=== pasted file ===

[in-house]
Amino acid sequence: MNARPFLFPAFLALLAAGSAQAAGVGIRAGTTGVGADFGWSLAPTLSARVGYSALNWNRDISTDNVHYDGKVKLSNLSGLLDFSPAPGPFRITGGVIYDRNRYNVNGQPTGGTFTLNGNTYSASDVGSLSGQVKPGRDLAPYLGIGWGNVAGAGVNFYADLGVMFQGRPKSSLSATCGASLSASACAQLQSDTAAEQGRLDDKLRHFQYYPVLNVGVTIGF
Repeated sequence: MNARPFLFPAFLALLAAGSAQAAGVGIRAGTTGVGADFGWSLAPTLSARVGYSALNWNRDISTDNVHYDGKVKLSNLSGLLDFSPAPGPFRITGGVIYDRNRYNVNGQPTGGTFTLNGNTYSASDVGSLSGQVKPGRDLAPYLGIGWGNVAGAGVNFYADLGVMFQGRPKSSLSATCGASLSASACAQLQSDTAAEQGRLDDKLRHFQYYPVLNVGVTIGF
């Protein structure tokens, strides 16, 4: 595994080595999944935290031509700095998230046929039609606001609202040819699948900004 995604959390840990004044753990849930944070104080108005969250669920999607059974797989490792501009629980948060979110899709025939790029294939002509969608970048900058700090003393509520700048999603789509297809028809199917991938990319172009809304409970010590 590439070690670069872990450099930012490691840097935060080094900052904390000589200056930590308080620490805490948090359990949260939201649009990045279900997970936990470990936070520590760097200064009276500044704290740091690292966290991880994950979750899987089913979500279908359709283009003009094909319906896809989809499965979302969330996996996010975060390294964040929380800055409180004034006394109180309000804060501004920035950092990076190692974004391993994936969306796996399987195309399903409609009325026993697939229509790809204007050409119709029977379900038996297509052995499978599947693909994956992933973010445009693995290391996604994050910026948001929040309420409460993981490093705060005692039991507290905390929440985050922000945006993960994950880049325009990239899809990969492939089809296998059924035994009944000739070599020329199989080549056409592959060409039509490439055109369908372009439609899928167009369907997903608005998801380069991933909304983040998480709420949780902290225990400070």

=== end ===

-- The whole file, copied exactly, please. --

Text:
[in-house]
Amino acid sequence: MNARPFLFPAFLALLAAGSAQAAGVGIRAGTTGVGADFGWSLAPTLSARVGYSALNWNRDISTDNVHYDGKVKLSNLSGLLDFSPAPGPFRITGGVIYDRNRYNVNGQPTGGTFTLNGNTYSASDVGSLSGQVKPGRDLAPYLGIGWGNVAGAGVNFYADLGVMFQGRPKSSLSATCGASLSASACAQLQSDTAAEQGRLDDKLRHFQYYPVLNVGVTIGF
Repeated sequence: MNARPFLFPAFLALLAAGSAQAAGVGIRAGTTGVGADFGWSLAPTLSARVGYSALNWNRDISTDNVHYDGKVKLSNLSGLLDFSPAPGPFRITGGVIYDRNRYNVNGQPTGGTFTLNGNTYSASDVGSLSGQVKPGRDLAPYLGIGWGNVAGAGVNFYADLGVMFQGRPKSSLSATCGASLSASACAQLQSDTAAEQGRLDDKLRHFQYYPVLNVGVTIGF
């Protein structure tokens, strides 16, 4: 595994080595999944935290031509700095998230046929039609606001609202040819699948900004 995604959390840990004044753990849930944070104080108005969250669920999607059974797989490792501009629980948060979110899709025939790029294939002509969608970048900058700090003393509520700048999603789509297809028809199917991938990319172009809304409970010590 590439070690670069872990450099930012490691840097935060080094900052904390000589200056930590308080620490805490948090359990949260939201649009990045279900997970936990470990936070520590760097200064009276500044704290740091690292966290991880994950979750899987089913979500279908359709283009003009094909319906896809989809499965979302969330996996996010975060390294964040929380800055409180004034006394109180309000804060501004920035950092990076190692974004391993994936969306796996399987195309399903409609009325026993697939229509790809204007050409119709029977379900038996297509052995499978599947693909994956992933973010445009693995290391996604994050910026948001929040309420409460993981490093705060005692039991507290905390929440985050922000945006993960994950880049325009990239899809990969492939089809296998059924035994009944000739070599020329199989080549056409592959060409039509490439055109369908372009439609899928167009369907997903608005998801380069991933909304983040998480709420949780902290225990400070």